AHCA Negotiations Continue Ahead of Lawmakers’ Return to Washington
In an effort to produce a victory on health care in President Trump’s first 100 days in office, House Republicans renewed discussions this week on the American Health Care Act (“AHCA”), the bill designed to repeal and replace much of the Affordable Care Act (“ACA”). Moderate House Republicans and members of the conservative Freedom Caucus are searching for a compromise that would retain the ACA’s preexisting conditions requirement but allow states to opt out of other benefits. The new provisions, which have not been released as legislative text, would also require that states opting out of additional benefits set up a risk-sharing program to protect against sicker patients being priced out of the market. It remains unclear if the proposal will attract enough Freedom Caucus and moderate Republican votes to pass the bill in the House. President Trump is urging the House to vote on ACA repeal by next Thursday. However, lawmakers don’t return until Tuesday, and with the vote not currently on the House calendar, a vote the week of May 1 seems more likely.
CMS Releases FY 2018 Hospital Payment Proposal
Late last week, CMS issued a proposed hospital inpatient prospective payment rule for FY 2018. The rule would increase payment rates to acute care hospitals in FY 2018 compared to the previous fiscal year. The measure also includes request for information on regulatory, sub-regulatory and policy changes CMS could make that would “contribute to making the Medicare delivery system less bureaucratic…and how CMS can reduce burdens for providers in a way that increases quality of care and decreases costs.”
CMS also proposed using data from its National Health Expenditure Accounts instead of data from the Congressional Budget Office to estimate the change in the rate of uninsured, which is used to calculate the total amount of uncompensated care payments available to Medicare Disproportionate Share Hospitals (“DSHs”). CMS estimates this proposed change would increase DSH payments by $1 billion in FY 2018.
Other notable provisions in the proposed rule include:
- Shortening the 2018 reporting period to 90 days for the meaningful use electronic records policy and creating exemptions for providers who offer “substantially all” of their services at ambulatory surgery centers;
- Easing enforcement of the Critical Access Hospital 96-hour certification requirement; and
- Extending the Rural Community Hospital Demonstration program for an additional five-year period, which was included in the 21st Century Cures Act that was recently signed into law.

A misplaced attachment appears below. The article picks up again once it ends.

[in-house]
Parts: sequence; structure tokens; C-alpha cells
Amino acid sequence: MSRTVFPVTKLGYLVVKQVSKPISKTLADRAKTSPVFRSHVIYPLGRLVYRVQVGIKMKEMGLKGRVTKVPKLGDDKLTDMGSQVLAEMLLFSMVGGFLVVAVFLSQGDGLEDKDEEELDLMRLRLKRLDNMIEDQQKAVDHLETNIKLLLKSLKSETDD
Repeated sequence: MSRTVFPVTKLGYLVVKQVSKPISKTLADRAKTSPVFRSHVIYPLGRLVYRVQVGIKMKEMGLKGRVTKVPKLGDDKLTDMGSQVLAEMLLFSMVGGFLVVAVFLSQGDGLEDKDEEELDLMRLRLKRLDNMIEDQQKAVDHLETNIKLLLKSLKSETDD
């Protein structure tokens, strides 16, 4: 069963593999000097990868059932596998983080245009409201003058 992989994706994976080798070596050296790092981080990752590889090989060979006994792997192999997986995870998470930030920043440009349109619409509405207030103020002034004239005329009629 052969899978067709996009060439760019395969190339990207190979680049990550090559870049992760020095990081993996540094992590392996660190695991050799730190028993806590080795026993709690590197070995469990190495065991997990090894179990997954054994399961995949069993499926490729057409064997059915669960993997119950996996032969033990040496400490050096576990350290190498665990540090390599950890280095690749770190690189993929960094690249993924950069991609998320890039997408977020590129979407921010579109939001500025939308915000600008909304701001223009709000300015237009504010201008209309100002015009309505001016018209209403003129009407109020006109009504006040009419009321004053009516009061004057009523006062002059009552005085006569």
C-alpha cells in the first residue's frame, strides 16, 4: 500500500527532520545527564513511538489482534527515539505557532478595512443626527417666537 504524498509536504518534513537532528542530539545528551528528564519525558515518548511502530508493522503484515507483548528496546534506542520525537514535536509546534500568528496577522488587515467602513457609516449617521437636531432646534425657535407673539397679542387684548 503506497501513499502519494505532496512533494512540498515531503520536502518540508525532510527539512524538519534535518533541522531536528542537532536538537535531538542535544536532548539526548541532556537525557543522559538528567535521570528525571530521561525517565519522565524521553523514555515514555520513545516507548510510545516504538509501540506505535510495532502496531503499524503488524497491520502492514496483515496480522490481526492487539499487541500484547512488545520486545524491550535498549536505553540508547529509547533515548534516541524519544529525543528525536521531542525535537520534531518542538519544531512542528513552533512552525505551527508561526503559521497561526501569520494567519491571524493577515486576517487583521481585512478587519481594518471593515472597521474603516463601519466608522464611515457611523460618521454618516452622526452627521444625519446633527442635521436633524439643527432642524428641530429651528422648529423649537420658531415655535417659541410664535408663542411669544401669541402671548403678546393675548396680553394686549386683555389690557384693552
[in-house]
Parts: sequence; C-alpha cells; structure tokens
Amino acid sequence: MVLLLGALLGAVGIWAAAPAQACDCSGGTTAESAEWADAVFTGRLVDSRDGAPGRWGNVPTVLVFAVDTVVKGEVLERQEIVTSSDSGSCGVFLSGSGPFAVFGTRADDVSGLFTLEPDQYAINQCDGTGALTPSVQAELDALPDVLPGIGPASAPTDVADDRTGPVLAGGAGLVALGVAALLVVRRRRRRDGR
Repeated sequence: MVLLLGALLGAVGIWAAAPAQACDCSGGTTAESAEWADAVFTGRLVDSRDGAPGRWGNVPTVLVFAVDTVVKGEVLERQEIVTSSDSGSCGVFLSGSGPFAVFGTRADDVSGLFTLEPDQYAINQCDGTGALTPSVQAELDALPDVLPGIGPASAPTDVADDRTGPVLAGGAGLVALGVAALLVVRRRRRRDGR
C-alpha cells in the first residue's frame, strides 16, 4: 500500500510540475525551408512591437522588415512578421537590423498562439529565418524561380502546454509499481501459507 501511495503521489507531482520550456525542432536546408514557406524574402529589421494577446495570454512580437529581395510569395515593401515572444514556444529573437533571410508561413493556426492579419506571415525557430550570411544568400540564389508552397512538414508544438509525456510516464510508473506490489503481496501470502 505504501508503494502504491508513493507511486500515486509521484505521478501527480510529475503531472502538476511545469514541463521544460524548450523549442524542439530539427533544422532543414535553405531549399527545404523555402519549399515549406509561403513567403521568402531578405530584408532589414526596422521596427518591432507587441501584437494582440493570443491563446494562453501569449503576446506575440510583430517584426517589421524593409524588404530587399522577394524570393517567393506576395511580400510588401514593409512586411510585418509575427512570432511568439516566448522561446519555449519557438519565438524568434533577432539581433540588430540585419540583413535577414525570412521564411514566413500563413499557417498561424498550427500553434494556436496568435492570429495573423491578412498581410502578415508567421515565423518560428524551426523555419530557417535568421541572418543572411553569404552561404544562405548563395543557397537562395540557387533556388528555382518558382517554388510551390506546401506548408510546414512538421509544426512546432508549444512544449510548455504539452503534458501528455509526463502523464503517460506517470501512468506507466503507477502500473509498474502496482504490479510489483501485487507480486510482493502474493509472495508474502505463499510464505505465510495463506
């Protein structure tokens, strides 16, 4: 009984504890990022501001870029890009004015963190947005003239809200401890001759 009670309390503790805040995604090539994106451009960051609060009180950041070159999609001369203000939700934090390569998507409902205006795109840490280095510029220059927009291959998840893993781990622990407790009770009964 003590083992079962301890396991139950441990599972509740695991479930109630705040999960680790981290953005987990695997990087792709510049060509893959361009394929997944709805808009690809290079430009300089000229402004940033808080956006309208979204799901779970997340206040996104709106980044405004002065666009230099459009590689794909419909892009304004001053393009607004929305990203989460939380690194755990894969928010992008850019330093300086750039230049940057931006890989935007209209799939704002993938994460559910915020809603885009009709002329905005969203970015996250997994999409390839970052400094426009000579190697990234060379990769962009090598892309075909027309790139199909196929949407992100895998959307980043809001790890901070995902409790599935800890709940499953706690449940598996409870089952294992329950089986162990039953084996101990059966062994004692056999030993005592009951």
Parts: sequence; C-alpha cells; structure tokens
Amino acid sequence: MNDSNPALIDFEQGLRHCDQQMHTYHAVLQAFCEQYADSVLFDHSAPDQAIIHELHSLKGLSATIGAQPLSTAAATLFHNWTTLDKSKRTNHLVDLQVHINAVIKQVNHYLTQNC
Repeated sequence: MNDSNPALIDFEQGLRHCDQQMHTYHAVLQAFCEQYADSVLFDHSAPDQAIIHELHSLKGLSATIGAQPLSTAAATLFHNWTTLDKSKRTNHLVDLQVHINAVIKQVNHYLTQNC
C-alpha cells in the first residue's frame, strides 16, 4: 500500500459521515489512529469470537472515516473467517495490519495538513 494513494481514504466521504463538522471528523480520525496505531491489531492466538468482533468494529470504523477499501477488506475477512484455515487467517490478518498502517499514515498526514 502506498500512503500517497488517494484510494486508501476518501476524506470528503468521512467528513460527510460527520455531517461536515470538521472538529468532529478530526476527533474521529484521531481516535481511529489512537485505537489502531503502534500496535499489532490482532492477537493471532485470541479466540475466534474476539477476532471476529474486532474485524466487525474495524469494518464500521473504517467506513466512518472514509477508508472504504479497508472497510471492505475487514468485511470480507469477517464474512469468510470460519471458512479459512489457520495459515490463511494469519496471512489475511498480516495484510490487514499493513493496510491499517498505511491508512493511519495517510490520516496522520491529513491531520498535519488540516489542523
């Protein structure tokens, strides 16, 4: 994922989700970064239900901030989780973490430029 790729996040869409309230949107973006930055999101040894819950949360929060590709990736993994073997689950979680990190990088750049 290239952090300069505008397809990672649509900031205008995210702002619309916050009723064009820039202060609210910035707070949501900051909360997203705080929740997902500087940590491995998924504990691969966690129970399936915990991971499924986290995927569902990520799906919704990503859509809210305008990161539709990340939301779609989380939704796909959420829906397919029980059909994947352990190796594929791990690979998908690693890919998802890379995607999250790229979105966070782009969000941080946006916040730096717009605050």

The rule will be published in the Federal Register on April 28, and public comments will be accepted through June 13, 2017.
President Signs Bill Extending Private Sector Health Program
On April 19, President Trump signed legislation S. 544 extending the Veterans’ Choice Program. The legislation removes the program’s August sunset date and allows the Veterans Affairs Department (“VA”) to spend nearly $1 billion in remaining emergency funding to subsidize non-VA hospital care for veterans who live more than 40 miles away from a VA hospital or can’t get an appointment to a VA medical facility within 30 days. The bill, which easily passed the House and Senate earlier this month, allows more time for the VA to provide medical care through the program while Congress and the VA negotiate a long-term fix. The VA is expected to announce a replacement for the Choice Program this fall.
Health-Related Bills Introduced This Week
No legislation was introduced this week as Congress was out of session.
Next Week in Washington
The House and Senate return next week. In addition to the possible AHCA vote in the House, lawmakers must address funding for the federal government, which expires on April 29. Congress will most likely pass a one-week funding extension to provide more time to reach a compromise.
The Senate HELP Committee will vote on Scott Gottlieb’s nomination to become the next FDA Commissioner on Wednesday. Gottlieb is widely expected to gain approval. The HELP Committee will also consider four health care-related bills with bipartisan support at Wednesday’s hearing. They include proposals to improve screening for childhood hearing loss and to bolster efforts to prepare for new public health threats like the Zika virus.